A recent New York Times article by Steven Erlanger discusses the French Parliament’s unanimous decision to make “psychological violence” a criminal offense as part of a law to help victims of physical violence and abuse.
Erlanger states that the law defines psychological violence as “repeated acts that could be constituted by words”, including insults or repeated text messages which “degrade one’s quality of life and cause a change to one’s mental or physical state.” In order to get context for the scope of the domestic violence situation in France, Erlanger consulted…Nadine Morano, the Secretary of State for the Family (a French office) told the National Assembly that the primary domestic violence hot line for French women got 90,000 calls a year and 84% of involve psychological abuse. Those found guilty face up to three years in jail and a fine of 75,000 which roughly equals $90,000.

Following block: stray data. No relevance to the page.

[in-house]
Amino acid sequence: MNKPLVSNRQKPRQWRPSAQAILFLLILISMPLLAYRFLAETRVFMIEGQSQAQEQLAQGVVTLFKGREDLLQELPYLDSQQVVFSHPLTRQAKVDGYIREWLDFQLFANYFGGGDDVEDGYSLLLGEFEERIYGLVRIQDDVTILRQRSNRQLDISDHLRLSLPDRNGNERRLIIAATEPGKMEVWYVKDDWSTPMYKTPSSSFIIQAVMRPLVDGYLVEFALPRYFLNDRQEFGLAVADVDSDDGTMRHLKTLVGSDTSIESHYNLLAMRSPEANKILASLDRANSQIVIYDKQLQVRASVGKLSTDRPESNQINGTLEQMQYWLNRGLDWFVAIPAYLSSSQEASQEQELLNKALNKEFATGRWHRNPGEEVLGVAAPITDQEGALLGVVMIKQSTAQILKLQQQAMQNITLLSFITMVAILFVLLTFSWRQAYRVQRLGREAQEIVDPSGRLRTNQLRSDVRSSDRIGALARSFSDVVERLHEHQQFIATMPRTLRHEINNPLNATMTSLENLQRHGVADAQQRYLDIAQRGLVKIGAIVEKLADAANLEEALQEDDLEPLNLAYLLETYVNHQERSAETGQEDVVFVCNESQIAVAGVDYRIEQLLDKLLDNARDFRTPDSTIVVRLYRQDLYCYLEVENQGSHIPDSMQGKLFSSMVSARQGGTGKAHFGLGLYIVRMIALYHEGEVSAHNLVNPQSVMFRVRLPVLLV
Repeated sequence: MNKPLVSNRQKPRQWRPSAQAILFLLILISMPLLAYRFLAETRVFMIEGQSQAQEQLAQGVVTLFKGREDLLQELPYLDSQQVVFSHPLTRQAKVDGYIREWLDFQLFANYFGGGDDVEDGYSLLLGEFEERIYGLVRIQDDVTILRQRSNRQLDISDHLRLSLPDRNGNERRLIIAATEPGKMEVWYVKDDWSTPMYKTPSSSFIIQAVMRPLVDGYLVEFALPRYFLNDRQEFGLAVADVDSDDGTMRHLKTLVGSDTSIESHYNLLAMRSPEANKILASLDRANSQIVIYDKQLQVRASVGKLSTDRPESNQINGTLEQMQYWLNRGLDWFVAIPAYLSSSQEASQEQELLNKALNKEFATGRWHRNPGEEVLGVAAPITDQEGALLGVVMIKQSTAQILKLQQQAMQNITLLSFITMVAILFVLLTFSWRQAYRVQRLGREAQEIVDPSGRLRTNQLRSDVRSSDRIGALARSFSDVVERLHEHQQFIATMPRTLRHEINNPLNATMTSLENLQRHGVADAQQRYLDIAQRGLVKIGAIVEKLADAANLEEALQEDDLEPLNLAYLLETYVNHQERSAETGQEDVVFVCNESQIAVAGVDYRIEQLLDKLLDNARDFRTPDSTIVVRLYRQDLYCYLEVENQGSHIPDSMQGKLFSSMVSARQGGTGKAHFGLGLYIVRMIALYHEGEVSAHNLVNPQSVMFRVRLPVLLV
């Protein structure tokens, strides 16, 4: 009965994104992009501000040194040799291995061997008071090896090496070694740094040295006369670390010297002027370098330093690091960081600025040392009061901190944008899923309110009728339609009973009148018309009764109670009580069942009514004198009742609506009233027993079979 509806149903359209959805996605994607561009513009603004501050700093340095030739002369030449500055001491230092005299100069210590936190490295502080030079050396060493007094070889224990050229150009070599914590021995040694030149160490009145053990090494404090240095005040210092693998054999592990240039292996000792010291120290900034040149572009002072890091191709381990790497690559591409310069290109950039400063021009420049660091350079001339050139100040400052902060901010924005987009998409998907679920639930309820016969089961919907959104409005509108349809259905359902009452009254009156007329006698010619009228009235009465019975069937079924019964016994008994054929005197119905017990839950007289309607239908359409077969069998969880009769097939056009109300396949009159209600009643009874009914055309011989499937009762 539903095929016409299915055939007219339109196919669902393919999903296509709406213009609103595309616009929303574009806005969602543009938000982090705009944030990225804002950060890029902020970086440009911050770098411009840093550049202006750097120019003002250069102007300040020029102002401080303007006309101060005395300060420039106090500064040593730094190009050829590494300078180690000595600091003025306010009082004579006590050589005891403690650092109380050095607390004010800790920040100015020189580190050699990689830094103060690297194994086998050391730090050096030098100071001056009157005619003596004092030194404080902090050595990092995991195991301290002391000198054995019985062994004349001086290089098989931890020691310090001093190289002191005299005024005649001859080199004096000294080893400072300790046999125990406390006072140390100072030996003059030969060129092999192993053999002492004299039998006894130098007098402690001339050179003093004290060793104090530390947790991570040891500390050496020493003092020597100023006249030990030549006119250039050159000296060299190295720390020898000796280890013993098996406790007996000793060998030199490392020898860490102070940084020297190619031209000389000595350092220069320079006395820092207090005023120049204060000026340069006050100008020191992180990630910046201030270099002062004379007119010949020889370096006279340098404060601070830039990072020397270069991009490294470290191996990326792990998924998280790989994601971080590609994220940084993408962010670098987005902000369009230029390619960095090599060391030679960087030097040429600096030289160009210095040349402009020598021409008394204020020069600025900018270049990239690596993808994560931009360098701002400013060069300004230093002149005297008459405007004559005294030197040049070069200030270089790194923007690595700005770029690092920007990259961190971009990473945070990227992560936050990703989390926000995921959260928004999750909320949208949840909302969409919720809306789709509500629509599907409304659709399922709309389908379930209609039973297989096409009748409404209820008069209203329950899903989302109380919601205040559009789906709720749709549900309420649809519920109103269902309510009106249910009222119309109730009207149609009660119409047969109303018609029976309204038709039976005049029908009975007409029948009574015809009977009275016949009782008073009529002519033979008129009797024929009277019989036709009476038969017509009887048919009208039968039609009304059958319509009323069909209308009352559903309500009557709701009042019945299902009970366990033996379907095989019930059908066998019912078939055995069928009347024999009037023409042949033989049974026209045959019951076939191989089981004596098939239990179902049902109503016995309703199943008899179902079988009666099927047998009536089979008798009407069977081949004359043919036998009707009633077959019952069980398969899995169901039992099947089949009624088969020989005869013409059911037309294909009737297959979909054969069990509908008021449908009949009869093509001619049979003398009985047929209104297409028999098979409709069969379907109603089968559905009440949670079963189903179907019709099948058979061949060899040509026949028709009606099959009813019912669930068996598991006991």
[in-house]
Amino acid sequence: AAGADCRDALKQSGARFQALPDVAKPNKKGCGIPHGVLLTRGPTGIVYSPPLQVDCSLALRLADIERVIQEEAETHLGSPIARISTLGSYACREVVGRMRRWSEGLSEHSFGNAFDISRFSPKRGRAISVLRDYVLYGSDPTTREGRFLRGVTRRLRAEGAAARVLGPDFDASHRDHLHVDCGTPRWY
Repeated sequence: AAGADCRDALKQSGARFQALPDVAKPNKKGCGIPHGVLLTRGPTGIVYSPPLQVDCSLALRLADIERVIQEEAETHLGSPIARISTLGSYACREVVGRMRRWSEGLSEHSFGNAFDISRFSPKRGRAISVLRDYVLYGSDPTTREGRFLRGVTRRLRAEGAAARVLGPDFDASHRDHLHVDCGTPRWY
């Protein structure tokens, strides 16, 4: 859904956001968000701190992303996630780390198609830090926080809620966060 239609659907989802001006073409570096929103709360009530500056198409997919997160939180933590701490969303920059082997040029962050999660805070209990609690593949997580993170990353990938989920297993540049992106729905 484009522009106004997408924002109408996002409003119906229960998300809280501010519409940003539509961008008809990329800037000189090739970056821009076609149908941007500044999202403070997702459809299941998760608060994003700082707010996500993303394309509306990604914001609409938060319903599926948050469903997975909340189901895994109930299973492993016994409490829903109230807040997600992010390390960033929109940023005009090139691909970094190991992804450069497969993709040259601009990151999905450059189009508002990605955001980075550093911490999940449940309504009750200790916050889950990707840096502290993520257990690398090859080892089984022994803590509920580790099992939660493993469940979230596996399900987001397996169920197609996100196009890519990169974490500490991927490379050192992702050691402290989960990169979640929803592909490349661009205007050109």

This legislation is incredibly progressive and responsive to the immense damage that emotional abuse inflicts upon victims. In the United States, often the only legal recourse a victim of domestic violence can take is to file a Domestic Violence Protective Order(DVPO), which orders abusers to have no contact with their victims. Protective orders can last up to a year. It can be difficult to obtain a DVPO and challenging to prosecute solely based on evidence of emotional battering. A DVPO may not always be the safest option for victims especially if abusers are highly lethal.
France’s legislation illustrates their commitment to ending all types of abuse by taking into special consideration the often ignored impact of emotional abuse on victims. What do you think about France’s new legislation? How might the United States create more progressive legislation concerning domestic violence? Leave us a comment with your thoughts!